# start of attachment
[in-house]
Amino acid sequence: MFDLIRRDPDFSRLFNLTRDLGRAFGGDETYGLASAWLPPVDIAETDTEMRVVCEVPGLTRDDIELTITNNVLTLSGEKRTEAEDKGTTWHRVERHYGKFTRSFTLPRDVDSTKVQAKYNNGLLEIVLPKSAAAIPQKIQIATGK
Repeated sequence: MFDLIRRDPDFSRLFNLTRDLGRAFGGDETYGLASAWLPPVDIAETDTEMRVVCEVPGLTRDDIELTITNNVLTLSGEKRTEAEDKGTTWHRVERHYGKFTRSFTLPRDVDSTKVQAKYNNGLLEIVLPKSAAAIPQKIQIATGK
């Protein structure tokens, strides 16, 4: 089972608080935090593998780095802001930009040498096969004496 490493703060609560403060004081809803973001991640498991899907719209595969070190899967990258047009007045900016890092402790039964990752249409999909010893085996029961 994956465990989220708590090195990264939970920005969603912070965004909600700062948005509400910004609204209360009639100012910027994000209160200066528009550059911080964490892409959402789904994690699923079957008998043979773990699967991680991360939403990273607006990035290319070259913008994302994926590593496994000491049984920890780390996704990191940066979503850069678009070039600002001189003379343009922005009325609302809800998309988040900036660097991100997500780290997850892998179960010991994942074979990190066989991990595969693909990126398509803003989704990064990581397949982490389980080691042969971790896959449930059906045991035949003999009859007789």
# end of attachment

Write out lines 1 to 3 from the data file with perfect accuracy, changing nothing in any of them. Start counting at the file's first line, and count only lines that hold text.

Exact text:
[in-house]
Amino acid sequence: MFDLIRRDPDFSRLFNLTRDLGRAFGGDETYGLASAWLPPVDIAETDTEMRVVCEVPGLTRDDIELTITNNVLTLSGEKRTEAEDKGTTWHRVERHYGKFTRSFTLPRDVDSTKVQAKYNNGLLEIVLPKSAAAIPQKIQIATGK
Repeated sequence: MFDLIRRDPDFSRLFNLTRDLGRAFGGDETYGLASAWLPPVDIAETDTEMRVVCEVPGLTRDDIELTITNNVLTLSGEKRTEAEDKGTTWHRVERHYGKFTRSFTLPRDVDSTKVQAKYNNGLLEIVLPKSAAAIPQKIQIATGK